He led them up to the mountain that He might also reveal to them Who this Son is, and Whose Son is He. For when He asked them: “Whom do men say that the Son of man is?” they said to him: “Some Elijah, some other Jeremiah, or one of the prophets.” And so He led them up into a high mountain, and showed them that He was not Elijah, but the God of Elijah; nor was He Jeremiah, but He that sanctified Jeremiah in his mother’s womb; nor one of the prophets, but the Lord of the prophets and He that had sent them.
And He showed them also that He was the creator of heaven and earth, and the Lord of the living and the dead; for He spoke to the heavens, and they sent down Elijah; He made a sign to the earth, and raised Moses to life again.
He took the Apostles up into a high mountain apart, that He might also show them the glory of His Divinity, and that He might declare Himself the Redeemer of Israel, as He had foretold by the prophets, and so that they would not be scandalized in Him in the passion He had taken upon Himself, and which for our sakes He was about to suffer in His human nature. For they knew Him as the son of Mary, and as a man sharing their daily life in the world. On the mountain He revealed to them that He was the Son of God, and Himself God.
He took them, therefore, up to the mountain that He might show them His Kingdom before they witnessed His suffering and death, and His glory before His ignominy; so that when He was made a prisoner and condemned by the Jews, they might understand that He was not crucified by them because of His own powerlessness, but because it had pleased Him of His goodness to suffer for the salvation of the world.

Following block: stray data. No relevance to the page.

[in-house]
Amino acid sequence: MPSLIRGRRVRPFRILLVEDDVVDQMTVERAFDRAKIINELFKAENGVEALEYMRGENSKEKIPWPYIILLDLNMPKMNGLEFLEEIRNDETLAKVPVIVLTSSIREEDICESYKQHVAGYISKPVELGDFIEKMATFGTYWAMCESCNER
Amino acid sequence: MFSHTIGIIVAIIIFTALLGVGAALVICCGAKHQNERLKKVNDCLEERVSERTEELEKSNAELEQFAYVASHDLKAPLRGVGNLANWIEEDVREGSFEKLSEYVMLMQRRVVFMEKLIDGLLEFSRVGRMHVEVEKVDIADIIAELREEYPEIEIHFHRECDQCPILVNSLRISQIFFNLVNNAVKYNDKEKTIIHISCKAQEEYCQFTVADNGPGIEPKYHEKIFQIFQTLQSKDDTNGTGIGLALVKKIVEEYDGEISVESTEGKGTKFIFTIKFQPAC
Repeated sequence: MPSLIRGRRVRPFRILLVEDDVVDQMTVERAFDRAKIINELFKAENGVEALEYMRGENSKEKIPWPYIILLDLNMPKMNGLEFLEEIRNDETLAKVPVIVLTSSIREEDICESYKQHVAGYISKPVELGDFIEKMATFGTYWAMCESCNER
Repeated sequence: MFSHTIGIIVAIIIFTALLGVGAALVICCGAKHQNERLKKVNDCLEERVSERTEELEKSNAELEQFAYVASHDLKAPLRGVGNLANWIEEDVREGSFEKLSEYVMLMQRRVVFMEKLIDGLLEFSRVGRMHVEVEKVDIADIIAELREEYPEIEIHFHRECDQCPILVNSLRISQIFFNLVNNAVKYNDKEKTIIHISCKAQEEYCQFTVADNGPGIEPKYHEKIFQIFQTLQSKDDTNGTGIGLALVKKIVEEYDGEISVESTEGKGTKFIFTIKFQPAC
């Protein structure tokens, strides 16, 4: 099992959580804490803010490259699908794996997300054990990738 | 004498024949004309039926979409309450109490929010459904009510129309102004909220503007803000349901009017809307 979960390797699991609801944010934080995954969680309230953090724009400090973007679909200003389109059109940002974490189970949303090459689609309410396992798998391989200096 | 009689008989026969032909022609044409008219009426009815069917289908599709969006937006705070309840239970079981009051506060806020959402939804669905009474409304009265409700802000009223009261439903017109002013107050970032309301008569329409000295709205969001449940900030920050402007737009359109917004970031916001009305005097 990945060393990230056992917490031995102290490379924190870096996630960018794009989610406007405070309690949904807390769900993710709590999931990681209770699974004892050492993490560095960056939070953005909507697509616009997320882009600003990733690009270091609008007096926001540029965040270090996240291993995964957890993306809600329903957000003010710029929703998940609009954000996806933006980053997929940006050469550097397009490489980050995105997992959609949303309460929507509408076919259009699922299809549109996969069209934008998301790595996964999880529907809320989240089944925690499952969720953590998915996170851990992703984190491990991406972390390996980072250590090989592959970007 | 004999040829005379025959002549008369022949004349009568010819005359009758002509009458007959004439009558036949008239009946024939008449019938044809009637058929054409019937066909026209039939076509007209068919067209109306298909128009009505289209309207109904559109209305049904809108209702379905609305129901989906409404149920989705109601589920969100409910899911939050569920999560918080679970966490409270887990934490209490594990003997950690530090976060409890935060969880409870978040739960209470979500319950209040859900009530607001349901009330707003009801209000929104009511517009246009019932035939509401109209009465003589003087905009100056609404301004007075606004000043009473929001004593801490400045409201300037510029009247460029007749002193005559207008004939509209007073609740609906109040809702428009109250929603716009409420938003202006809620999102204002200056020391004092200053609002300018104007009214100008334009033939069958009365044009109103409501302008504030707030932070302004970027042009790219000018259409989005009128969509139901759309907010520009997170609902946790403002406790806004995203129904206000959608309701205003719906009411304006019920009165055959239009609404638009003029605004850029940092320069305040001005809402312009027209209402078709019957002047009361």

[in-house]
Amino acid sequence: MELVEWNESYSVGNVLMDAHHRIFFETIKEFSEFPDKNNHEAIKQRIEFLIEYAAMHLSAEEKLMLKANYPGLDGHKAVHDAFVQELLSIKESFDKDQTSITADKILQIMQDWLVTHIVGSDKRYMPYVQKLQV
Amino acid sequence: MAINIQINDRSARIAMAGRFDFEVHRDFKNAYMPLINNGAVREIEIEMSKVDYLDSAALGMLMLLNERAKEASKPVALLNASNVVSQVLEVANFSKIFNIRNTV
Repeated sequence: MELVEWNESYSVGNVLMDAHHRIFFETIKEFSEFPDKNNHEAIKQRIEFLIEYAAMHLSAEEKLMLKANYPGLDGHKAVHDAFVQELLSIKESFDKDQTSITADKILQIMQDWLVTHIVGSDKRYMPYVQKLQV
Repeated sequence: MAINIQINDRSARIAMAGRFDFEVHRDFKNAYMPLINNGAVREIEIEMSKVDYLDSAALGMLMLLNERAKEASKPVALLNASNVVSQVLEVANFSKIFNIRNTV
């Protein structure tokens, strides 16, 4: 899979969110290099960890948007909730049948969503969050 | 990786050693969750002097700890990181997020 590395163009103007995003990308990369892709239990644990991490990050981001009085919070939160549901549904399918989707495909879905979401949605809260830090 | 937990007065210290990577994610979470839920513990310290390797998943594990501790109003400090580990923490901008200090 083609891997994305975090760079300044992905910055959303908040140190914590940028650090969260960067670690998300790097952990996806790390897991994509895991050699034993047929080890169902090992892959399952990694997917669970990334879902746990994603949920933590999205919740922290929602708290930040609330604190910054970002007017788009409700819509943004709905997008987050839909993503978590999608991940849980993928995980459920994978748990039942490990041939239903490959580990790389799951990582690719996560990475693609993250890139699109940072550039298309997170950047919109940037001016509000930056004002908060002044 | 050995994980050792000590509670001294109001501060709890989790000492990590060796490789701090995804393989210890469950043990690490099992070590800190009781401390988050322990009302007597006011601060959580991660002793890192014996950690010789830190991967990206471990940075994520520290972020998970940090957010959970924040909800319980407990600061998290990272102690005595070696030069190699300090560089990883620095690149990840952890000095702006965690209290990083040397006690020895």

He brought them up to the mountain that He might also show them, before His Resurrection, the glory of His Divinity, so that when He had risen from the dead, they might then know that He had not received this glory as the reward of His labor, but that He had had it from all eternity, together with the Father and the Holy Spirit.
The disciples upon the mountain beheld two suns: one to which they were accustomed, shining in the sky; and Another, to which they were unaccustomed, which shone for them alone – the face of Jesus before them. And His garments appeared to them white as light: for the glory of His Divinity poured forth from His whole body, and all His members radiated light.
And there appeared to them Moses and Elijah talking with Him.
And this was the manner of their speech with Him: they gave thanks to Him that their own words had been fulfilled, and together with them the words of all the prophets. They worshipped Him for the salvation He had wrought in the world for mankind, and because He had in truth fulfilled the mystery which they had themselves foretold. The Prophets therefore were filled with joy, and the Apostles likewise, in their ascent of the mountain. The Prophets rejoiced because they had seen His Humanity, which they had not known. And the Apostles rejoiced because they had seen the glory of His Divinity, which they had not known.
HOMILY FOR THE DORMITION OF THE MOST-HOLY THEOTOKOS